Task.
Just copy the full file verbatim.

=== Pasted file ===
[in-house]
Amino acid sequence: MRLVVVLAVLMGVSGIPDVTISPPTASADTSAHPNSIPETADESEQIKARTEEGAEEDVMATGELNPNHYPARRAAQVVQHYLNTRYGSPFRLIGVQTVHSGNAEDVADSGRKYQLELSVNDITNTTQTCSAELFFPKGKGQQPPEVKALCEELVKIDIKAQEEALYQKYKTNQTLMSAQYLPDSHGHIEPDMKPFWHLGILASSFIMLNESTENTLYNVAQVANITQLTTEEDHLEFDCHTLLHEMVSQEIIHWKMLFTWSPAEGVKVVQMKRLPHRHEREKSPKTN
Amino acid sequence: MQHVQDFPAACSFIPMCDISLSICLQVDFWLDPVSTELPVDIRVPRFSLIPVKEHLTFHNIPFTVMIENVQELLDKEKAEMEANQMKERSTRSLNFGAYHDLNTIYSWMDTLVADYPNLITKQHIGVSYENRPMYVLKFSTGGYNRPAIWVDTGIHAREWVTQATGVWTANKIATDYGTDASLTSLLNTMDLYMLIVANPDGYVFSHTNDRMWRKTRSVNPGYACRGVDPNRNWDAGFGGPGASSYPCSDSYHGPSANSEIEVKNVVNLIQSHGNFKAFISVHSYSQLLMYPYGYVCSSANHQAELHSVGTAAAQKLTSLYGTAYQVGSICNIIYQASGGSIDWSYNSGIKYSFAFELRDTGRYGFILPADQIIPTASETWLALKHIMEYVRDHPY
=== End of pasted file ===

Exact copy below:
[in-house]
Amino acid sequence: MRLVVVLAVLMGVSGIPDVTISPPTASADTSAHPNSIPETADESEQIKARTEEGAEEDVMATGELNPNHYPARRAAQVVQHYLNTRYGSPFRLIGVQTVHSGNAEDVADSGRKYQLELSVNDITNTTQTCSAELFFPKGKGQQPPEVKALCEELVKIDIKAQEEALYQKYKTNQTLMSAQYLPDSHGHIEPDMKPFWHLGILASSFIMLNESTENTLYNVAQVANITQLTTEEDHLEFDCHTLLHEMVSQEIIHWKMLFTWSPAEGVKVVQMKRLPHRHEREKSPKTN
Amino acid sequence: MQHVQDFPAACSFIPMCDISLSICLQVDFWLDPVSTELPVDIRVPRFSLIPVKEHLTFHNIPFTVMIENVQELLDKEKAEMEANQMKERSTRSLNFGAYHDLNTIYSWMDTLVADYPNLITKQHIGVSYENRPMYVLKFSTGGYNRPAIWVDTGIHAREWVTQATGVWTANKIATDYGTDASLTSLLNTMDLYMLIVANPDGYVFSHTNDRMWRKTRSVNPGYACRGVDPNRNWDAGFGGPGASSYPCSDSYHGPSANSEIEVKNVVNLIQSHGNFKAFISVHSYSQLLMYPYGYVCSSANHQAELHSVGTAAAQKLTSLYGTAYQVGSICNIIYQASGGSIDWSYNSGIKYSFAFELRDTGRYGFILPADQIIPTASETWLALKHIMEYVRDHPY